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Barrett’s esophagus can precede esophageal cancer, but not all patients need a procedure to remove abnormal cells

Experts call for an individualized approach to endoscopic eradication therapy.
Cropped photo of a man in white coat and rubber gloves standing with a modern endoscope
Cropped photo of a man in white coat and rubber gloves standing with a modern endoscope

AGA has published a new evidence-based Clinical Practice Guideline on Endoscopic Eradication Therapy of Barrett’s Esophagus and Related Neoplasia. This guideline, published in Gastroenterology, establishes updated guidance for Barrett’s esophagus patients. 

Key takeaways 

  • For patients with low-grade dysplasia, it may be appropriate to either remove or monitor the cells. This is a decision doctors and patients should make together after discussing the risks and benefits of treatment. 
  • For patients with high-grade dysplasia, AGA recommends endoscopic therapy to remove the abnormal pre-cancerous cells.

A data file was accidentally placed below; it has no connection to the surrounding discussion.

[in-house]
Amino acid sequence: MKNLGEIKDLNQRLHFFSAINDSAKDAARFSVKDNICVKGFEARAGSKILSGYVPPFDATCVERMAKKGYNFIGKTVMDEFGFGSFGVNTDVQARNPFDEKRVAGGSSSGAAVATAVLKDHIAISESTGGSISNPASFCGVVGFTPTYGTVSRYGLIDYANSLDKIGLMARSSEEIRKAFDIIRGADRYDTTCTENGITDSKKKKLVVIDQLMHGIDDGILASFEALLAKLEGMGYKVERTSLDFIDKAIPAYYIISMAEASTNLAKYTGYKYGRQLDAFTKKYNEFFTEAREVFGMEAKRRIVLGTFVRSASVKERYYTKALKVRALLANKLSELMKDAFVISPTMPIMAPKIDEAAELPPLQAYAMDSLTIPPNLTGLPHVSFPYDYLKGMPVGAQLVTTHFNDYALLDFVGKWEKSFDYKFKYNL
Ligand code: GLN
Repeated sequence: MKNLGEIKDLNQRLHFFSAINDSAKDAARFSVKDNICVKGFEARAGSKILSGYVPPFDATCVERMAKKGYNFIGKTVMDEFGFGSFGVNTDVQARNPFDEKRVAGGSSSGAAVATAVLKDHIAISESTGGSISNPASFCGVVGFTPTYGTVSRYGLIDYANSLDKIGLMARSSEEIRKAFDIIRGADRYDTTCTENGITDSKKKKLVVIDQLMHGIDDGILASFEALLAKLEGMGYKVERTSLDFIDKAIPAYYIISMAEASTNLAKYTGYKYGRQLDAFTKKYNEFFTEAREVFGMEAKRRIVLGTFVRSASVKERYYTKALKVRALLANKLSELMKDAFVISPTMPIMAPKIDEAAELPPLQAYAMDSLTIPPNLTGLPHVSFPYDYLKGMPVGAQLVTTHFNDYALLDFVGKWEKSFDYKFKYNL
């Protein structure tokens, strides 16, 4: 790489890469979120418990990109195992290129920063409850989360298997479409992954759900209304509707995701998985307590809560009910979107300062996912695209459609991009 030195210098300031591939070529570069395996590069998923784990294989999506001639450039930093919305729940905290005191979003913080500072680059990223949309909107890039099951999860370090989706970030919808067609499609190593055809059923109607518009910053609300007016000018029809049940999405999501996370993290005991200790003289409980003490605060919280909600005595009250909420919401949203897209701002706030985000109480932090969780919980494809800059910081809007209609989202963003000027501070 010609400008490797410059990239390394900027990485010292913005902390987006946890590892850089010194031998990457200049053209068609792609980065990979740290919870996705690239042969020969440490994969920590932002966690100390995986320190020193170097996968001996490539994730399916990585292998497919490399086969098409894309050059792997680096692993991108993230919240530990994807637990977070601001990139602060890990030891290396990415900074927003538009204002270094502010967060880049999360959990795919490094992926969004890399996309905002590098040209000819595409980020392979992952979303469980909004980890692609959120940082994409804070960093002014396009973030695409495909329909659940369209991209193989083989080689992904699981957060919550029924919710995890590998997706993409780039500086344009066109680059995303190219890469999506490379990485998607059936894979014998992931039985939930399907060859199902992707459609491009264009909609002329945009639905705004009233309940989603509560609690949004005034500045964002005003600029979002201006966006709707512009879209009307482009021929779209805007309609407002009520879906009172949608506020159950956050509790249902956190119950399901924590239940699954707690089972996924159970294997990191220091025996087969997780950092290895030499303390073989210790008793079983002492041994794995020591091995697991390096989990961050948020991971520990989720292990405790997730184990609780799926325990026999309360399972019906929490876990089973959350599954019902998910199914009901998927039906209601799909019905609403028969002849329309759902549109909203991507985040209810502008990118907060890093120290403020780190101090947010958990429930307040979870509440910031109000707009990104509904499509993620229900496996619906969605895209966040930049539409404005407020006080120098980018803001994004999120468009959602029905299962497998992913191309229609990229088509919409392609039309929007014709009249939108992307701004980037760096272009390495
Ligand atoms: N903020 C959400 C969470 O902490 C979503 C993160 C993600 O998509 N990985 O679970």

• Most patients undergoing endoscopic eradication can be safely treated with EMR, which has a lower risk of adverse events. Patients who undergo ESD can face an increased risk of strictures and perforation. AGA recommends reserving ESD primarily for lesions suspected of harboring cancers invading more deeply into the wall of the esophagus or those who have failed EMR. 
  • Patients with Barrett’s esophagus (dysplasia or early cancer) should be treated and monitored by expert endoscopists and pathologists who have experience in Barrett’s neoplasia. 

The guideline provides the following general implementation considerations: 

  • Tobacco use and obesity are risk factors for esophageal adenocarcinoma, so counseling patients to abstain from tobacco use and to lose weight can help improve outcomes. 
  • In patients with Barrett’s esophagus, reflux control should be optimized with both medication and lifestyle modifications. 

Check out AGA’s GI Patient Center resources: 

What is Barrett’s esophagus? 

What is an upper GI endoscopy?  

AGA clinical guidance

Find the latest evidence-based recommendations for treating your patients.